on November 1, 2016, 11:44 am,
by Equinox Graphics,
We were hired by BBC Earth to produce a series of three animations to accompany a longform article on the Origins of Life. As this was quite a technical article, the videos were to provide some visual relief, explaining some of the complex concepts more clearly. These focused on:
DNA, and how it assembles and replicates, allowing the storage and duplication of all the information needed to build an organism;
RNA, and how it codes for proteins, which are essential for life. In the primordial soup, it may have been the first carrier of genetic information, as it is able to store information, replicated and catalyse reactions;
ATP, which is used to power every cell. Proton pumps create a concentration gradient, which forces protons through the ATP synthase motor, which turns ADP into ATP, storing energy inside them that can be transported around the cell and used where needed.
We focused on a high visual quality, while still using real molecular structures throughout. You can read the article online here:
We produced this illustration of a small two-stage rocket, a Nanosat Launch Vehicle (NLV) for the British Interplanetary Society (BIS). It’s aim is to deliver small payloads to orbit, and has an approximate height of 9m, and is fuelled by liquid oxygen (LOX) and Refined Petroleum 1 (RP-1), a type of kerosene. It is based on the Reaction Engines (of Skylon fame) Blue Boomerang rocket design, which in turn is based on the British Black Arrow rocket, which is still the only successful orbital launch by the UK, launching the Prospero satellite in 1971.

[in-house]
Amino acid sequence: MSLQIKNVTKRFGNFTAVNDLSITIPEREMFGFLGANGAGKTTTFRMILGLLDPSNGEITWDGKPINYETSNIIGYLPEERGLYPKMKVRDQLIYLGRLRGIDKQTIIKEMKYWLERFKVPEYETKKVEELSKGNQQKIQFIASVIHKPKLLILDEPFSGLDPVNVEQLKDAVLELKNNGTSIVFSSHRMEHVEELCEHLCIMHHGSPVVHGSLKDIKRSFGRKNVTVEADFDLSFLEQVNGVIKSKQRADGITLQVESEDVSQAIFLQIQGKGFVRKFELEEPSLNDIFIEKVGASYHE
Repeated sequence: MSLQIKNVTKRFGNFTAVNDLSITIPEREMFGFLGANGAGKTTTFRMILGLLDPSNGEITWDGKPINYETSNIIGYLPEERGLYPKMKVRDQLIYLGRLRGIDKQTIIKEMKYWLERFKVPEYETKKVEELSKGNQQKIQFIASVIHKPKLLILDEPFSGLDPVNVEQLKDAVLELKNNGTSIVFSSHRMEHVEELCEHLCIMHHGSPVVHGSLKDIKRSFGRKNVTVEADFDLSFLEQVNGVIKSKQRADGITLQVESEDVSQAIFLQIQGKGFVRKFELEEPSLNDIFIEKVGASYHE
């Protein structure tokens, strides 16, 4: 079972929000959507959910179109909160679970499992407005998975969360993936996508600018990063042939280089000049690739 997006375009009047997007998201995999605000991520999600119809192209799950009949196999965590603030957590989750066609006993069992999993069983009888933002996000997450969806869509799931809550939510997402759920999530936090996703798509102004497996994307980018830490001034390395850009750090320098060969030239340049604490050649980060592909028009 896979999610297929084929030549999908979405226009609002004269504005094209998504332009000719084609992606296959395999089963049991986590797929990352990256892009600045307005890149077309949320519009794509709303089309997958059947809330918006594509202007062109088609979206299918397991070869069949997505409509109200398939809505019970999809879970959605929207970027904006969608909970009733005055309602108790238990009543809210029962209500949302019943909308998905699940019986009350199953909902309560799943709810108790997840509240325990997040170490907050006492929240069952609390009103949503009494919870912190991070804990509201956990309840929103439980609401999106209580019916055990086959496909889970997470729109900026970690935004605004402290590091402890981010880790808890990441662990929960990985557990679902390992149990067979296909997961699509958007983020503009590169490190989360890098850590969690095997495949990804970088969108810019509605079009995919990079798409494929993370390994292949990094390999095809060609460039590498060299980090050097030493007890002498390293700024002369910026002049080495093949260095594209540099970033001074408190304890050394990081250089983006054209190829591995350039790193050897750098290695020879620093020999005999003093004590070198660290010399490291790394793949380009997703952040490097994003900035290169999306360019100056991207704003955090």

It puts into context the issue of space junk, and shows how Surrey Space Centre, in collaboration with others in the space sector, are building missions to test and refine methods for removing and reducing space debris.
The official spiel: “Since the beginning of the space age, over 7,000 tonnes of space junk has been generated – mostly empty rocket casings and dead satellites. Most of the objects launched into space are still orbiting the Earth, threatening collisions with active satellites. Our exhibit invites you to explore our flagship RemoveDEBRIS mission, which aims to be the first to test capture technologies that drag space junk back into the Earth’s atmosphere to burn up.”
We were recently hired to produce a series of animation clips for Science Photo Library, showing some of the complex nuclear fusion reactions that occur in the Sun, including the CNO cycle at the end. Here is a selection of our favourites!
Science Photo Library provides licensing of striking specialist science imagery, with more than 350,000 images and 20,000 clips.
A series of two illustrations and an infographic created for Airbus Defence & Space to visualise their Biomass satellite, which will measure forest and vegatation in 3D over the entire globe, for the evaluation of biomass and tracking of its change over time.
Our latest animation for Surrey Satellite Technology Ltd, showing their novel GMP-A satellite platform, which can hide away inside a launch adaptor ring, unfurling into a fully functioning geostationary communications satellite.
Animation of a zoom out from the inside of a single atom to the entire galaxy.
The first scene shows a single quark, one of three making up a proton (red) in the nucleus of an atom. The nucleus is surrounded by electron shells (blue). The atom is one making up one of the bases (green) in a DNA molecule, which itself makes up a chromosome (X shape) inside the nucleus (white) of a human cell (red). The cell is part of the heart, and the view pulls back from the person’s body showing the streets and buildings of Manhattan, New York City, USA. The pull back continues to show the Earth in its orbit around the Sun, with the orbits of the other planets shown. The Sun is just one of some 500 billion stars in our galaxy, the Milky Way. The Milky Way is thought to be some 120,000 light years in diameter (about 1.14 zettametres, or 1.14×101 metres). The proton has a charge radius of between 0.84-0.88 femtometres, or 8.4×1016 metres.